Dual Port RAM Teaches An Old NES New Tricks


[Andrew] is developing a game for the Nintendo Entertainment System (NES). Emulators are great for this, but [Andy] loves running on the real iron. To help, he’s created a dual port RAM interface for his NES. As the name implies, a dual port RAM is a memory with two separate data and address buses. The Cypress Semiconductor CY7C136 [Andy] used also includes arbitration logic to ensure that both ports don’t attempt to access the same memory cell and cause data corruption. In [Andy’s] case the NES was on one side, oblivious to the new hardware. On the other side of the dual port RAM, [Andy] installed an ATmega164 running his own custom firmware.

The new hardware gives [Andy] a live view of what’s going on in the NES’s memory. He added a live memory view/edit screen similar to the FCEUX emulator. The window runs on a PC while the game itself is running on an NES. [Andy] was even able to add rudimentary break and step features by connecting his circuit to the Non Maskable Interrupt (NMI) line of the NES. By holding the NMI asserted, the ATmega can essentially freeze the game in progress.

[Andy] has even used his circuit to teach the NES some new tricks. By reading the timer and score memory locations on Ice Hockey, he was able to create a scoreboard and goal light. Similar techniques were used to give Contra a muzzle flash light which puts Ambilight systems to shame.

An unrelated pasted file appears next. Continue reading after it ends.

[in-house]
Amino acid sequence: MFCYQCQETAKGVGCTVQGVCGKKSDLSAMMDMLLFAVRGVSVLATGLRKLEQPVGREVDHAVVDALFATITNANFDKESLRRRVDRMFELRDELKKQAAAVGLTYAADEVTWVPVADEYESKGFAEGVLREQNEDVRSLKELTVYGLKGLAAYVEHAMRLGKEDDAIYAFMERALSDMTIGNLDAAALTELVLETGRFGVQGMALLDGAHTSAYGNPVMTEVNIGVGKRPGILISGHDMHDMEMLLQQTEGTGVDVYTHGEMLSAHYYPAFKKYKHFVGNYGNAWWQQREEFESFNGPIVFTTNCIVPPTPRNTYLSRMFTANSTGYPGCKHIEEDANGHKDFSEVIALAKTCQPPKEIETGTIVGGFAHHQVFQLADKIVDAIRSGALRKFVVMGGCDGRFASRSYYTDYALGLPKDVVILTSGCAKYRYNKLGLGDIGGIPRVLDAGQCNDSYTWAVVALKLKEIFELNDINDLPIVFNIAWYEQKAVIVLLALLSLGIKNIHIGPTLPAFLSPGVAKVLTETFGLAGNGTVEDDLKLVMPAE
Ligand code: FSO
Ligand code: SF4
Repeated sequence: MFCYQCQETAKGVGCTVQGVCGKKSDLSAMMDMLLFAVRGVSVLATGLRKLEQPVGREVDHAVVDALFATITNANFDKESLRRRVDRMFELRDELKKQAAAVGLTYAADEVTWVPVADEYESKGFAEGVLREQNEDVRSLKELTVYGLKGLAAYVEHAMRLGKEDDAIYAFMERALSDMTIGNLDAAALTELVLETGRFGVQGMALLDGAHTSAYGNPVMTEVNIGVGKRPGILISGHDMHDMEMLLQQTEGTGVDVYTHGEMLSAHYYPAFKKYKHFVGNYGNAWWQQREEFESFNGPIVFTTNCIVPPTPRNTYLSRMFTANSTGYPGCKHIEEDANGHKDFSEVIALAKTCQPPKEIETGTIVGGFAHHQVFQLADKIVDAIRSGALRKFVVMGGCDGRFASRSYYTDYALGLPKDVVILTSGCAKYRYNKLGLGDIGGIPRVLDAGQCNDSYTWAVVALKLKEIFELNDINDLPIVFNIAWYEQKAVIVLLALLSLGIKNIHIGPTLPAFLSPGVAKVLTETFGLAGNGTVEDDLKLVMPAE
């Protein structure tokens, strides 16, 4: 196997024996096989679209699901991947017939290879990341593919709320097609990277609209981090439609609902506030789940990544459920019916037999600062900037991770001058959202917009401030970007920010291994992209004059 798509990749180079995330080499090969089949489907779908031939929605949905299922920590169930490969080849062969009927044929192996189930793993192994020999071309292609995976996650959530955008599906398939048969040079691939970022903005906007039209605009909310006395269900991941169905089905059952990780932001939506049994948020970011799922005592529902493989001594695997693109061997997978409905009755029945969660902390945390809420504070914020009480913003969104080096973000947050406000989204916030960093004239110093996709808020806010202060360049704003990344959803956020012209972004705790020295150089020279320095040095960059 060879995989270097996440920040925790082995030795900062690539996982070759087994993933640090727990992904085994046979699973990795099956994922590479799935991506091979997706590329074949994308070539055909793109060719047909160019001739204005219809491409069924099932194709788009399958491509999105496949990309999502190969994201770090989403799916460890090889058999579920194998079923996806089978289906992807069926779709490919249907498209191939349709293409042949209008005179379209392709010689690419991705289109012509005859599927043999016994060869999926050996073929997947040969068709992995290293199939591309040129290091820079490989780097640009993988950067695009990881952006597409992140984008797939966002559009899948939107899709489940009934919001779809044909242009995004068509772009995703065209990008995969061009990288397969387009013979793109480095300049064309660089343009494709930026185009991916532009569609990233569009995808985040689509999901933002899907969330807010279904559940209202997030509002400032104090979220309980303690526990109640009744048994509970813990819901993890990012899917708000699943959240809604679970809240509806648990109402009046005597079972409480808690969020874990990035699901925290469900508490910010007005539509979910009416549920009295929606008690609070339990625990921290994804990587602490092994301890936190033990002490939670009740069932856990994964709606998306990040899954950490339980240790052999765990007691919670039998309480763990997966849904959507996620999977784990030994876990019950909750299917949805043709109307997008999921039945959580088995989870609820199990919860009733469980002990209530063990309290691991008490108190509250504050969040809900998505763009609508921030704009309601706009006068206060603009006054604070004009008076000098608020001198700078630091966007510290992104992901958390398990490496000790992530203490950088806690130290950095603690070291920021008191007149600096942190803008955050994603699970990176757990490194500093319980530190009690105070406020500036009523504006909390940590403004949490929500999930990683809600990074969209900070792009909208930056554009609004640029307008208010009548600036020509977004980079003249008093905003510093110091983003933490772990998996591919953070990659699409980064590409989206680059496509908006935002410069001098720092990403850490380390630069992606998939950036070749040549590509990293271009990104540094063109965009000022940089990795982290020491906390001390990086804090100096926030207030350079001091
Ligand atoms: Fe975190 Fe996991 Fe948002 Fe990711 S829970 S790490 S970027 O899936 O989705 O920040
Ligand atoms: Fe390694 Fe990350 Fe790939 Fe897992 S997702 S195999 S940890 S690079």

We don’t know what [Andy] is planning next, but we hope it’s a source release so we can start hacking some some games ourselves!

Click past the break to see a couple of [Andy’s] Vine videos.





11 thoughts on “Dual Port RAM Teaches An Old NES New Tricks

  1. im glad…
    last time i saw someone doing something LIKE this,
    it was a looong time ago!

    he should seriously consider making a second that stands in for the game program data. AKA game-cart

    because using both of them at once would be insane :D
    in addition to the things you could do with such a setup would be insane :D

    i mean being able to create a game-genie type device execpt on a whole different level!
    (no pun intended)

    1. WIth full access to both ram and rom contents, you could feed the NES basically an unlimited size / malleability cartridge. Now tie that into an internet enabled computer. Suddenly your nes has internet multiplayer, Gigabytes large game worlds, endless tracklists for background music.

      FIrst thing I would want is a console played MUD or MMO game in true 8 bit style!

  2. This is one of the cooler hacks I’ve seen here in a while (well, it’s right up my alley). Very cool project that makes me wish I leaned more of the EE side of my engineering degree.

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